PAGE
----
Happy Friday, everyone! We’re back with a weekly roundup, highlighting the top stories that made headlines across the Okanagan this past week.
If you wear a mask or you’ve received a COVID-19 vaccination, you’re not welcome at this Kelowna martial arts gym.
Flow Academy is not accepting membership applications from anybody who has received a dose of the vaccine, according to a now-password-protected membership application form on its website. The Sutherland Avenue gym came to the decision after consultation with “health, wellness, and fitness-related facilities across Canada … as well as liability insurance companies.”
According to their sign-up page, “the unknown health effects of the mRNA vaccines as well as reported side effects such as viral shedding, seizures, and death following the administration of these vaccines, are not covered by our liability.”
Under its operating procedures listed on the application, the gym also forbids masks “for the health, safety, and protection of us and our members.”
In February, Interior Health (IH) previously issued an order and a ticket to Flow Academy for non-compliance with provincial health orders. The health authority is again following up with the academy due to “ongoing concerns and additional complaints.”
A Penticton mountain biker took to social media to warn other bikers after hundreds of nails were found scattered at Campbell Mountain bike trails over the weekend.
After a friend found a nail in their tire, Brian Rippy posted to the Penticton and Area Cycling Association Facebook page that “someone sprinkled (nails) at the trailhead to Campbell from the Brookside entrance.”
Rippy took a picture of the bag of nails that were collected by his friend and shared it in the group to warn others, just in case this dangerous vandalism happens again. The intent behind the nail scattering is not yet known.
Salmon Arm carpenter Mel Hanson has been able to find work building houses, but is struggling to find a place to call home.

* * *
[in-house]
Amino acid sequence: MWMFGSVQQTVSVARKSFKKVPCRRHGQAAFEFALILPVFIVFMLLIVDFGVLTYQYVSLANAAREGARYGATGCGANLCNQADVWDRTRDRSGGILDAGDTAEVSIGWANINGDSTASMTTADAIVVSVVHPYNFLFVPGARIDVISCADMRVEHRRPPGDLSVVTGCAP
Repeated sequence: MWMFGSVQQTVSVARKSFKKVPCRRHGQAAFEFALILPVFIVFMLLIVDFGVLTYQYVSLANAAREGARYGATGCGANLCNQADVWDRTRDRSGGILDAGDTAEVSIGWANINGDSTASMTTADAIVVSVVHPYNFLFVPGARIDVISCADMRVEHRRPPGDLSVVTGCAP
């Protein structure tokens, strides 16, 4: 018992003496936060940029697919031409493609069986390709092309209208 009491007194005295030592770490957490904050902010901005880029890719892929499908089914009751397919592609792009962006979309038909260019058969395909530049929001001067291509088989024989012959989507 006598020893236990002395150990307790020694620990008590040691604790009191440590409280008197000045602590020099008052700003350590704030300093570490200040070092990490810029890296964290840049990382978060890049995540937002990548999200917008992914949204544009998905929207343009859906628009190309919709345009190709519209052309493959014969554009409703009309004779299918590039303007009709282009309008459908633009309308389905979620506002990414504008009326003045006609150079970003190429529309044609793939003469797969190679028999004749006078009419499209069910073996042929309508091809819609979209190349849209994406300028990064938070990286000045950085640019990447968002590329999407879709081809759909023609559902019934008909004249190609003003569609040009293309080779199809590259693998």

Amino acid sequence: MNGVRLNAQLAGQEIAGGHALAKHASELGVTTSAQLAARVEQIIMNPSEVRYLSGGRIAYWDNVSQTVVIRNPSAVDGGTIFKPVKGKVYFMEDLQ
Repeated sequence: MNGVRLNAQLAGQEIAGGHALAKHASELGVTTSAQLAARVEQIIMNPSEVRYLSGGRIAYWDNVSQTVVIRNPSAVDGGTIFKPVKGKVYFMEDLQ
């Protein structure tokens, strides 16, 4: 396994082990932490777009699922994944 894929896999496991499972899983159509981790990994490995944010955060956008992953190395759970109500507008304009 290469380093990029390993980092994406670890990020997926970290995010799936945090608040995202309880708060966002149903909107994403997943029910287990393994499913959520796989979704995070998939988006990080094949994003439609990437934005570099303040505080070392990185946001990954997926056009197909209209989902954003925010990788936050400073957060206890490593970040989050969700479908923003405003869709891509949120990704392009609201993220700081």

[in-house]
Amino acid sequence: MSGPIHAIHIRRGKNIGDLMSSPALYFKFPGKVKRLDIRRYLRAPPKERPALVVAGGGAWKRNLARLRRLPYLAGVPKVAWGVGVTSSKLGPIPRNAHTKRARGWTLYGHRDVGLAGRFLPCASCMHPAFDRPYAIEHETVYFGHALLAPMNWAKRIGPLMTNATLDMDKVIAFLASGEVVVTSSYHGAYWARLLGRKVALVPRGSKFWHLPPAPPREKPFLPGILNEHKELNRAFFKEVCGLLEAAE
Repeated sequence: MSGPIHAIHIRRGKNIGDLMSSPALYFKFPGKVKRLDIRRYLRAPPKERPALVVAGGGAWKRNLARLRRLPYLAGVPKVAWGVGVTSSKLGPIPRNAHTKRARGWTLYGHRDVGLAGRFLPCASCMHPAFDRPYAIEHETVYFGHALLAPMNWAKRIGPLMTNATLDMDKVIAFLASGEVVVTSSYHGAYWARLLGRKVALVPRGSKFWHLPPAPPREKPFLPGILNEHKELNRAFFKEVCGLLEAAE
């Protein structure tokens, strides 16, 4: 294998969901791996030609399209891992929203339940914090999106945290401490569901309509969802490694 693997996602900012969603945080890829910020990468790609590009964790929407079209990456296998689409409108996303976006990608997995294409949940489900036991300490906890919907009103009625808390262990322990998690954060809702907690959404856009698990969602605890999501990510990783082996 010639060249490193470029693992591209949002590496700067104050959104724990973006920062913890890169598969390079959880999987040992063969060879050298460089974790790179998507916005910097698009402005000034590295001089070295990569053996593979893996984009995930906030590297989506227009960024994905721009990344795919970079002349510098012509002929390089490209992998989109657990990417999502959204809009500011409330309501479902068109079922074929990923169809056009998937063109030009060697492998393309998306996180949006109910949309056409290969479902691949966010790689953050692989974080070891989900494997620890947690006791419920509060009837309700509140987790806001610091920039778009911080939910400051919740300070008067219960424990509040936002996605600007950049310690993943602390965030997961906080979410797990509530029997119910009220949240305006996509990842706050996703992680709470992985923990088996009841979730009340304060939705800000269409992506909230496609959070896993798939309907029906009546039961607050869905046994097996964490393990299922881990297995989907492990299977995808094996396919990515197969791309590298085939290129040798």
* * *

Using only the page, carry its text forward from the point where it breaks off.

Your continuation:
Since late last summer, the Ponoka, Alta. resident has been looking for a place he and his family of six could relocate to in Salmon Arm where he has been able to find steady work in construction.
“I’m building houses but I can’t find a place to live,” said Hanson, who has been working in two-week shifts in Salmon Arm and returning home on weekends to be with his family.
City councillor Louise Wallace Richmond, who sits on the city’s Housing Task Force, said the population growth Salmon Arm is currently experiencing is putting pressure on the housing supply and, in turn, is having a direct impact on the vacancy rate.
A North Okanagan’s tenants of 10 years, given a two-month eviction notice in March, skipped town in the middle of the night before essentially trashing the entire home.
Wes Burden rented the upstairs portion of his Spallumcheen four-bedroom, two-bath rental home to the tenants, who were allowed by Burden to use the basement for storage, and said he conducted home inspections quarterly.
“When I saw the water on the ceiling in the basement, that’s when I went to get the keys and go in,” he said.
Upstairs, Burden found every room “stacked to the ceiling with junk” and the tenants gone. Toilets were overflowing or clogged with feces and toilet paper and a five-gallon bucket had also been used as a toilet.
Animal feces were also found in the home, plastic water bottles were laying on the floor, as were plastic bags and cat litter bags. Boxes and food were everywhere and toiletries were left behind on and in a bathroom sink.
Clean up to date has cost Burden an estimated $4,000, and he’s looking at anywhere between $20,000 and $100,000 to fix the house.